Metaphysical Personalism – Why the Mind Comes First (Part 1: Introducing the Argument)

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Introduction

The most fundamental philosophical question that one can ask is “Why is there something rather than nothing?” But the question “What is the most foundational reality?” comes as a close second. It is this latter question that I want to focus on. While both of these two questions are directly tied to the issue of God’s existence, it seems to me that the question this latter question provides somewhat easier avenues toward an answer.

I will be arguing for a view that I will call metaphysical personalism . This is the view that the most fundamental or foundational reality that exists is a personal, unembodied mind, rather than, for example, impersonal matter and/or energy. As most of the contemporary western atheists are naturalists or materialists of some sort, the arguments presented in this essay are very relevant to the current atheism vs. theism debate. However, the full-blown concept of a theistic (or even more specifically, Christian) God will require certain additional steps that can supplement the arguments that I will be focusing on here. While I believe that these steps can be rationally made, it is beyond the scope of this essay to argue for this view in any great length. I can only point out some considerations that tend to make theism the best foundation for a personalistic worldview.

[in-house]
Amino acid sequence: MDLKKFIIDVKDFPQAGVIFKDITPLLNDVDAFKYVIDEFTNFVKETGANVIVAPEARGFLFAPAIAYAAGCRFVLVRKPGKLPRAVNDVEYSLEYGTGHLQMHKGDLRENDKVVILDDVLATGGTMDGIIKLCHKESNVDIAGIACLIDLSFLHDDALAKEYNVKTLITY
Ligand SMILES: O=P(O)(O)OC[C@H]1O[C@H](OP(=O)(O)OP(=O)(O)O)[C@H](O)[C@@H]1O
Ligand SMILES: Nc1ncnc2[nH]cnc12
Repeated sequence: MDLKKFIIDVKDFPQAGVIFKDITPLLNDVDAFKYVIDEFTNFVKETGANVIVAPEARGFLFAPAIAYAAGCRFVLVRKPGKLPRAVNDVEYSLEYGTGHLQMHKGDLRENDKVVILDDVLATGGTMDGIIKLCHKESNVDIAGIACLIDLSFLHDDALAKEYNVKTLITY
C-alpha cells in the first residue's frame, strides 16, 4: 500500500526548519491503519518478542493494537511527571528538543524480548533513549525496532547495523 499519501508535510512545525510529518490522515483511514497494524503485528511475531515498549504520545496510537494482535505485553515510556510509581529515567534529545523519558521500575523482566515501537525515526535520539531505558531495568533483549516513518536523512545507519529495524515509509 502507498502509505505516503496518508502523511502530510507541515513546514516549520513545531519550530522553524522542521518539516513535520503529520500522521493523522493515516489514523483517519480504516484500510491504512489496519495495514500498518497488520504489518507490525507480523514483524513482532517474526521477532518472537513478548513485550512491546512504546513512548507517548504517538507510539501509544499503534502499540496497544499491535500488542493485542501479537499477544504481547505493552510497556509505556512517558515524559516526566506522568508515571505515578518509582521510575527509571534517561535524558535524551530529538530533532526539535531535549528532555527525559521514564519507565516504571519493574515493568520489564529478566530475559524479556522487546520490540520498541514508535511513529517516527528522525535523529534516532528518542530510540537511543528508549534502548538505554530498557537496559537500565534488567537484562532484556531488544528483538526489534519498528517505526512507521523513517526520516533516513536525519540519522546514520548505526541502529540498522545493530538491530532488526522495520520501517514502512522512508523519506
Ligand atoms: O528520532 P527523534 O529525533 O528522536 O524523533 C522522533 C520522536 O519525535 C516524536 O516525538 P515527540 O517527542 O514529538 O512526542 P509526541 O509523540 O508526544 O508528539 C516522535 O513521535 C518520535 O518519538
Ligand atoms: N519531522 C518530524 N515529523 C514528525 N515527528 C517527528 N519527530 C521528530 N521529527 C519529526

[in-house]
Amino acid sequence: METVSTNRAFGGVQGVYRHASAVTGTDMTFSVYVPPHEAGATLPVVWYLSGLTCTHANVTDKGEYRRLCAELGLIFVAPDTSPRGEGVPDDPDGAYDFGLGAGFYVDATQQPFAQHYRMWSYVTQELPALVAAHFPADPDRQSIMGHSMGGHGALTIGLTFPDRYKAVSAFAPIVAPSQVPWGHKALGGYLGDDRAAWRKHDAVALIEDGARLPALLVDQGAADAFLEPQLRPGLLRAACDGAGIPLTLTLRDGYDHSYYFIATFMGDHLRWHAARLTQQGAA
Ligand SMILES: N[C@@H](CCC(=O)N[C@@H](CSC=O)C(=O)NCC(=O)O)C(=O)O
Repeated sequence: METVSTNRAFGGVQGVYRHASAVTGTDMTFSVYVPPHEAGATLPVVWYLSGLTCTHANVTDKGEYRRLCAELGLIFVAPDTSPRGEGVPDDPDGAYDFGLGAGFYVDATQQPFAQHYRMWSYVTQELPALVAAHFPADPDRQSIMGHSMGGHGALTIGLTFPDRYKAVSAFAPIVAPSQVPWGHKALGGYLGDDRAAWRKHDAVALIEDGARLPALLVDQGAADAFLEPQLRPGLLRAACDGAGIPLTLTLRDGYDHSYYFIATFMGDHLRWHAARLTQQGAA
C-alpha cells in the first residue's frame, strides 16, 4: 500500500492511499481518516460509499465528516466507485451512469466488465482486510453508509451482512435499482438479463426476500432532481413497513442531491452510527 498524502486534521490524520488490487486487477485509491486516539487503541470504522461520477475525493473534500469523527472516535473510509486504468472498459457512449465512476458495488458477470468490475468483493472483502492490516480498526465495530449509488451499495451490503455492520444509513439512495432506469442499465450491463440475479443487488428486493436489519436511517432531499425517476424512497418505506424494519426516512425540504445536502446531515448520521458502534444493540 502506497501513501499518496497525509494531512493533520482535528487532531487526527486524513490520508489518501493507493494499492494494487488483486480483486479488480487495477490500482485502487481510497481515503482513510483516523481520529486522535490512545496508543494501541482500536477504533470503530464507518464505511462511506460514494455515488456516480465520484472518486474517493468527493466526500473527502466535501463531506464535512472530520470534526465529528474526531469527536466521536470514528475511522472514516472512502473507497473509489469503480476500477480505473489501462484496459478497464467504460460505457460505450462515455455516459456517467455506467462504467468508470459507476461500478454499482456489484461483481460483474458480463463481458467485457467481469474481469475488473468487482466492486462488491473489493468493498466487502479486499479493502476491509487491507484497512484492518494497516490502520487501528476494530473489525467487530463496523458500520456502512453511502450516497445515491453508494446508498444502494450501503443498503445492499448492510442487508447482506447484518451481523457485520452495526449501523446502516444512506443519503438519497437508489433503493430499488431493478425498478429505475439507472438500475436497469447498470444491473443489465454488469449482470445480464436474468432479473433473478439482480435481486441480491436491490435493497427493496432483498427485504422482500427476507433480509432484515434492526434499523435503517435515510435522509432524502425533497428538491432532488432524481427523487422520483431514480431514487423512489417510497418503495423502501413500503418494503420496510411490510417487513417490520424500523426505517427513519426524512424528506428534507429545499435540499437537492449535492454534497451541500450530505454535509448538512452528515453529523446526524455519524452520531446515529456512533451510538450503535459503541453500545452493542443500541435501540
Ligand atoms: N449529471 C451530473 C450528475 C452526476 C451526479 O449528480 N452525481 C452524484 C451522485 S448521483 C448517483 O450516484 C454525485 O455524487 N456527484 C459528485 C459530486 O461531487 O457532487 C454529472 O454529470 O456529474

One view that I will not take into account in this essay is a type of platonism that postulates impersonal but eternal, unchanging and immaterial forms as the most foundational reality. Another view that could be advanced as a rival to theism would be some kind of non-theistic idealism. However, I believe that the most plausible versions of both platonism and idealism are those that incorporate their key tenets as part of theism, and therefore, in the final analysis, they are not very serious rivals to theism. But again, considerations of space prevent me from arguing for these conclusions in this essay. In order to avoid making this essay too long, will need to focus my discussion more explicitly to the context of the debate between materialism and personalism.

The Main Premises of the Argument

In order to make the structure of the argument of this essay somewhat more explicit, I will present the main argument with the following five steps:

1. There are two categories of phenomena and explanation that we regularly observe and use: the material and the personal.
2. Due to considerations of simplicity, it is rationally preferable to postulate an explanatory reduction between these two categories (either materialistic or personalistic reduction).
3. The materialistic reduction (explaining personal mind in terms of matter) fails.
4. The personalistic reduction (explaining matter in terms of personal mind) has potential for success.
5. Therefore, personalistic reduction is the rationally preferable view.

Continue to Part 2

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